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Forest ranger guards her woodland home against fire

By Tian Xuefei and Zhou Huiying in Harbin, Heilongjiang province ( China Daily ) Updated: 2015-10-01 07:24:47

Forest ranger guards her woodland home against fire

Forest ranger Zhu Caiqin stands atop a watchtower in Xingfu, a forest farm in Northeast China's Heilongjiang province. [Photo provided to China Daily]

Zhu Caiqin spent her entire childhood in a forest of the Hinggan Mountains in Northeast China's Heilongjiang province.

Since the past three decades, she has been guarding the same woodland by climbing some 70 steps of a 24-meter-high watchtower that stands on Xingfu, a forest farm of the Zhanhe Forest Bureau, to protect the area's animals, birch and basswood trees.

Zhu works as a ranger in not only one of China's largest protected forests but also a zone that is highly prone to forest fires.

"I was born and grew up in the forest. I am too familiar with it," Zhu, 50, recently told China Daily. "From the day I started the work, I decided to do it with a serious attitude, like my parents had told me when I was a girl."

Zhu and her husband, Wang Xuetang, both chose jobs as forest rangers on her father's advice. Although she failed the fiercely competitive national college entrance exam, she cleared the forest bureau's enrollment tests, and along with her new husband, at the time, were assigned to the same watchtower 9 kilometers from their home.

The watchtower where Zhu works is a key location. Besides keeping an eye on fire, she is responsible for transferring information from a control room to 20 subordinate watchtowers and vice versa.

In the early days of her job, Zhu was too nervous to speak on the intercom. And what bothered her even more was that she couldn't correctly judge the position of distant smoke, which signaled a fire in the thick grass.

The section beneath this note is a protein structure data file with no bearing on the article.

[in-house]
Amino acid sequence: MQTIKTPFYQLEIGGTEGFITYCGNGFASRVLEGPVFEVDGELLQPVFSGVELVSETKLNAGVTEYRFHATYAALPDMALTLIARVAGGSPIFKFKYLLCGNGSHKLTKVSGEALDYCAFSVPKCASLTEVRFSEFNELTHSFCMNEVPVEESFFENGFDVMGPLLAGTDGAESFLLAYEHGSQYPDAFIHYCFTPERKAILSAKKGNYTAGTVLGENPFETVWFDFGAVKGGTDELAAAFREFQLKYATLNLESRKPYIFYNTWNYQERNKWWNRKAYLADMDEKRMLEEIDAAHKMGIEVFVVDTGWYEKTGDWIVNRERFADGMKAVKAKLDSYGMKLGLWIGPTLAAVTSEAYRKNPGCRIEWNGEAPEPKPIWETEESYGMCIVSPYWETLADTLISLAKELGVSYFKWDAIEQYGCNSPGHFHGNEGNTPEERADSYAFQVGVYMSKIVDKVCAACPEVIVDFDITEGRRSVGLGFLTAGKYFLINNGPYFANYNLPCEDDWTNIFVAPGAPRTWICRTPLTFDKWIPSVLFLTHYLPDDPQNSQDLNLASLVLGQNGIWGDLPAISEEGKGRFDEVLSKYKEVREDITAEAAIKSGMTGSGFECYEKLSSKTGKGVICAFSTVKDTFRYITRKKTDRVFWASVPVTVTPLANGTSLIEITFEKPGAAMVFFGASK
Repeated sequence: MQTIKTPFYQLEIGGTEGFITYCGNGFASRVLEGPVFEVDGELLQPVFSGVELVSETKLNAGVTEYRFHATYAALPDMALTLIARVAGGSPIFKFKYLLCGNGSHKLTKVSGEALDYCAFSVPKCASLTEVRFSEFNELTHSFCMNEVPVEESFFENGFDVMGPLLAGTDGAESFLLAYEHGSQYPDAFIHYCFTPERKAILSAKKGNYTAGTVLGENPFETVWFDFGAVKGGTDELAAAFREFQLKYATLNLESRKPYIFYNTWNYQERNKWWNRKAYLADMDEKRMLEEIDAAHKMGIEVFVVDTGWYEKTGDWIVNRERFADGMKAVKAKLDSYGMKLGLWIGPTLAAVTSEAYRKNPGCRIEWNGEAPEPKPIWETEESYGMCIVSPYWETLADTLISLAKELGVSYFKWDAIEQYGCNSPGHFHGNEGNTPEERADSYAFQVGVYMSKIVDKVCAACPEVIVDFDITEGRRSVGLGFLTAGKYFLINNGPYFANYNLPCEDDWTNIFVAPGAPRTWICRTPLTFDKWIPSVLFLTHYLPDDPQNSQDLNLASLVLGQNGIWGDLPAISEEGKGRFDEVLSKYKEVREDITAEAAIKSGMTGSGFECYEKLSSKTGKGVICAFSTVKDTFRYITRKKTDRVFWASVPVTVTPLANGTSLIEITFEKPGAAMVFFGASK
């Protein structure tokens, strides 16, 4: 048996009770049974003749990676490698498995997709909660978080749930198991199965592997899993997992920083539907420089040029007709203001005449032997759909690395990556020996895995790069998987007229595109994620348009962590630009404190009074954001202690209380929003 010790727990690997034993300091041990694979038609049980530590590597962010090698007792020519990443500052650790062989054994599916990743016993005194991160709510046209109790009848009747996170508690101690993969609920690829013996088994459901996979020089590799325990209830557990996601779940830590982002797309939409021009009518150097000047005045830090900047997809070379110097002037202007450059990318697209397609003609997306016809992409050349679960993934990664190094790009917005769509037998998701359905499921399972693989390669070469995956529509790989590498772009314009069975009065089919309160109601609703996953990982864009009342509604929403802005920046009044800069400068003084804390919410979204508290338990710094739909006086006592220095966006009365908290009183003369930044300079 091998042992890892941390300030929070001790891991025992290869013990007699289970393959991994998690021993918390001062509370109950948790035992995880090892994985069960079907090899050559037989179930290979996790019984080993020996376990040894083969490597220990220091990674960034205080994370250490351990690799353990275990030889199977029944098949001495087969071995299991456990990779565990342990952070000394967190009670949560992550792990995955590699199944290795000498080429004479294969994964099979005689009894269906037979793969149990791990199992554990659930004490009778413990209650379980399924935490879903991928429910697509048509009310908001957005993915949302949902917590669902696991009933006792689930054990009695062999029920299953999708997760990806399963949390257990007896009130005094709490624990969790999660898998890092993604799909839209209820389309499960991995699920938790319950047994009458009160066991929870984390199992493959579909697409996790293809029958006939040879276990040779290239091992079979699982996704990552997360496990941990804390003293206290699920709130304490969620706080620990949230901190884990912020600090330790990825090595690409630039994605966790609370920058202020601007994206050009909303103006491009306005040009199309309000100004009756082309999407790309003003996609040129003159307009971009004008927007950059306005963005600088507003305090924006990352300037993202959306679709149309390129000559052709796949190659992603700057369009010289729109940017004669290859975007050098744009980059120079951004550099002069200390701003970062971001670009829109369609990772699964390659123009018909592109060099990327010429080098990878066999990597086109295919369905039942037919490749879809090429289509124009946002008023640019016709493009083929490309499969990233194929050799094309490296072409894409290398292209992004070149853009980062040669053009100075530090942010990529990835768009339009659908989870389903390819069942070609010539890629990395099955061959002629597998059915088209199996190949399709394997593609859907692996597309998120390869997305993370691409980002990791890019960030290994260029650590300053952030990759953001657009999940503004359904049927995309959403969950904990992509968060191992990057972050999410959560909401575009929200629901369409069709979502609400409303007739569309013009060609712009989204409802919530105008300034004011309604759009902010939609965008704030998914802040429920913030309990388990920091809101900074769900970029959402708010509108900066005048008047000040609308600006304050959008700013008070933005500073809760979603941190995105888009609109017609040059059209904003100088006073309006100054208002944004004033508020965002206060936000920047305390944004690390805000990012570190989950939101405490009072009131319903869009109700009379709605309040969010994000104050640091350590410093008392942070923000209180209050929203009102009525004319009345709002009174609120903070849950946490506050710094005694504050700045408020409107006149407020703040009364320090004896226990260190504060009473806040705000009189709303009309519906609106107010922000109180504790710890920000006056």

Determined to succeed, she pored over study material and read up the forest's geography. She became so familiar with it that she can now accurately report the coordinates of any smoke point.

Every year, the risk of forest fire becomes pronounced during two dry periods: March 15 to June 15, and Sept 15 to Nov 15. At such times, rangers must remain at their posts, no matter what happens.

At the foot of the tower, a 12-square-meter room serves as the couple's dormitory, but they cannot go there in the event of a fire.

"Once a forest fire breaks, we can't leave the tower, even at night," Zhu said. "The room there is too small for a bed, so sometimes we have to sleep on the hard and cold floor for a week or two."

The work has aggravated her rheumatism and often gives her hunger pangs. At the beginning of fire seasons, they have to bring enough provisions to help them survive the crucial months. A few weeks into the watchtower and essential items such as fresh vegetables begin to dwindle in supply. So, they choose potato and dried vegetables instead.

The couple usually fetches water from nearby springs to drink.

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